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  #1  
Old 06-05-2010, 09:29 PM
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Rebuilt SLS Pump -- Still not pumping

My 1982 300TD had a saggy rear since I bought it. Reading this post led me to believe it's a fault pump. Before I spent ~$1000 on a new pump I thought I'd go about trying to fix my existing pump.

I used the SLS rebuild kit from the place in AZ and replaced all the gaskets I could find. One medium, thick gasket remained (any ideas where that's supposed to go?)

While the pump was off I drained the reservoir tank and refilled it with ISO 46 hydraulic fluid.

I reattached the pump and started the car. The rear didn't raise and I opened the reservoir and didn't see any fluid pumping.

Any ideas? I have a new SLS filter that I was going to put on once I verified the pump was pumping. Maybe it's clogged? I'll replace it in the morning and report back.
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Old 06-05-2010, 09:37 PM
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I'd crack the high pressure hose banjo fitting and see if anything squirts out.
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  #3  
Old 06-05-2010, 10:38 PM
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On a side note first, are you sure you have the correct fluid? The wrong fluid will destroy your accumulators. Hydraulic oil is no good. The proper stuff is expensive but only it works. If you have the wrong fluid, you will need to completely empty the system, flush it out a couple of times & then refill with the correct fluid.

There is a DYI about sls, I see you have looked at Andrews thread.
If you disconnect B1 you should have fluid flow with the motor running.
If not, you need to investigate why. Probably an air lock or blockage in the oil supply
Could you turn the pump by hand before you put it back on? A seized pump will damage the drive to it.
These pumps seldom give trouble. If you have assembled it just the same as you disassembled it, all will be good.

To raise the back a little, when the system is working, you can make an adjustment to the threaded rod that controls the sls valve from the anti roll bar.
My guess is that your height problem is probably failed accumulators, was the car very bouncy in the back?
The sls valve down the back would be my next suggestion, Andrew (the author of that thread) can supply you with a kit of O rings & instructions, dont bother trying to save a few pennies by buying individual O rings, his kit works & his experience & instructions are more valuable than the O rings.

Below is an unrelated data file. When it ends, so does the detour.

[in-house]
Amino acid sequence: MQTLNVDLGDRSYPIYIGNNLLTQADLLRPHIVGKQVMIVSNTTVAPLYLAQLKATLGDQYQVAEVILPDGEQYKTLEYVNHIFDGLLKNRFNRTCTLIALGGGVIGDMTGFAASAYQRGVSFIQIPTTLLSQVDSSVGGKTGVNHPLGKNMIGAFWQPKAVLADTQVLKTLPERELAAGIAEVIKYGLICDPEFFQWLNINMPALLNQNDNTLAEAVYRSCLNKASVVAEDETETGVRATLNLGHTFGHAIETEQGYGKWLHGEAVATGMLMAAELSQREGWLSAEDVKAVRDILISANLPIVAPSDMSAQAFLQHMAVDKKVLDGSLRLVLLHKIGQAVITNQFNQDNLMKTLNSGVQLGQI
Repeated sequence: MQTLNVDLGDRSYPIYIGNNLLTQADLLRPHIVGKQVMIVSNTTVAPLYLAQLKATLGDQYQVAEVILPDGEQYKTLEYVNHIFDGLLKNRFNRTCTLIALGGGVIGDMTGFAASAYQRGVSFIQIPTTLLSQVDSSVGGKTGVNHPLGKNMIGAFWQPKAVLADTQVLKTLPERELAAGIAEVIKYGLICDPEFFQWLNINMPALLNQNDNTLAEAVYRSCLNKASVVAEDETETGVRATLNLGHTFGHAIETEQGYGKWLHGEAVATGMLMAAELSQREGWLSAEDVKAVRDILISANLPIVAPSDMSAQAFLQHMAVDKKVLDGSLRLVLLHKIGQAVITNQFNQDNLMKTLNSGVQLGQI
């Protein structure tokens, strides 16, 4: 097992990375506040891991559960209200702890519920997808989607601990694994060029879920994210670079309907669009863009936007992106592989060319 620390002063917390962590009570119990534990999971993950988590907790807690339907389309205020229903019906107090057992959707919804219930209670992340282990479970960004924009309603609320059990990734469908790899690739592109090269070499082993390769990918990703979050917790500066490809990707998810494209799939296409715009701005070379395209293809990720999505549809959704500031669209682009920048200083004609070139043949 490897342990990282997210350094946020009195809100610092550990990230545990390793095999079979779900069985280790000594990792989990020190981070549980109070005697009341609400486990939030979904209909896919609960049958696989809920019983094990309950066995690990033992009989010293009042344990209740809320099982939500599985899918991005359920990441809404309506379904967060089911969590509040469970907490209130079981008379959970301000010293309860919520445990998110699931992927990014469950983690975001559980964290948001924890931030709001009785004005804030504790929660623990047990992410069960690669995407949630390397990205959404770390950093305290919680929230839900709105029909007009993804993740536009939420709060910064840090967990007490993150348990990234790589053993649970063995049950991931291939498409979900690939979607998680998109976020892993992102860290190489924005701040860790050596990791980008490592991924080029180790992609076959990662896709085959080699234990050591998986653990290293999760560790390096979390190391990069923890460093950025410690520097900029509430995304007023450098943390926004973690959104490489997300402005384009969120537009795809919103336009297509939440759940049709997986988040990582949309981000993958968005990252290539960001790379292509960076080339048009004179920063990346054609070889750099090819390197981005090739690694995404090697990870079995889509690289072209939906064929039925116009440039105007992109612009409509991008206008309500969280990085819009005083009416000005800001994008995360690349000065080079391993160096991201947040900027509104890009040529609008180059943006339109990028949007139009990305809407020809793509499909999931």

If it does turn out that you have a failed pump, I would try & get one from a junk yard.
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  #4  
Old 06-06-2010, 01:45 AM
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Quote:
Originally Posted by layback40 View Post
On a side note first, are you sure you have the correct fluid? The wrong fluid will destroy your accumulators. Hydraulic oil is no good. The proper stuff is expensive but only it works. If you have the wrong fluid, you will need to completely empty the system, flush it out a couple of times & then refill with the correct fluid.
That's what I'm trying to do. Other threads have said that ISO 46 tractor hydraulic fluid is acceptable for testing. Once I've verified everything is working I'll be switching over to FEBI.

Quote:
Originally Posted by layback40 View Post
There is a DYI about sls, I see you have looked at Andrews thread.
If you disconnect B1 you should have fluid flow with the motor running.
If not, you need to investigate why. Probably an air lock or blockage in the oil supply .
The pump is self bleeding, is it not? I think I read another thread where it took awhile for the air to bleed out on it's own. Maybe I need to wait awhile before worrying.


Quote:
Originally Posted by layback40 View Post
Could you turn the pump by hand before you put it back on? A seized pump will damage the drive to it.
These pumps seldom give trouble. If you have assembled it just the same as you disassembled it, all will be good.
Yep. Made a pumping sound.

Quote:
Originally Posted by layback40 View Post
To raise the back a little, when the system is working, you can make an adjustment to the threaded rod that controls the sls valve from the anti roll bar.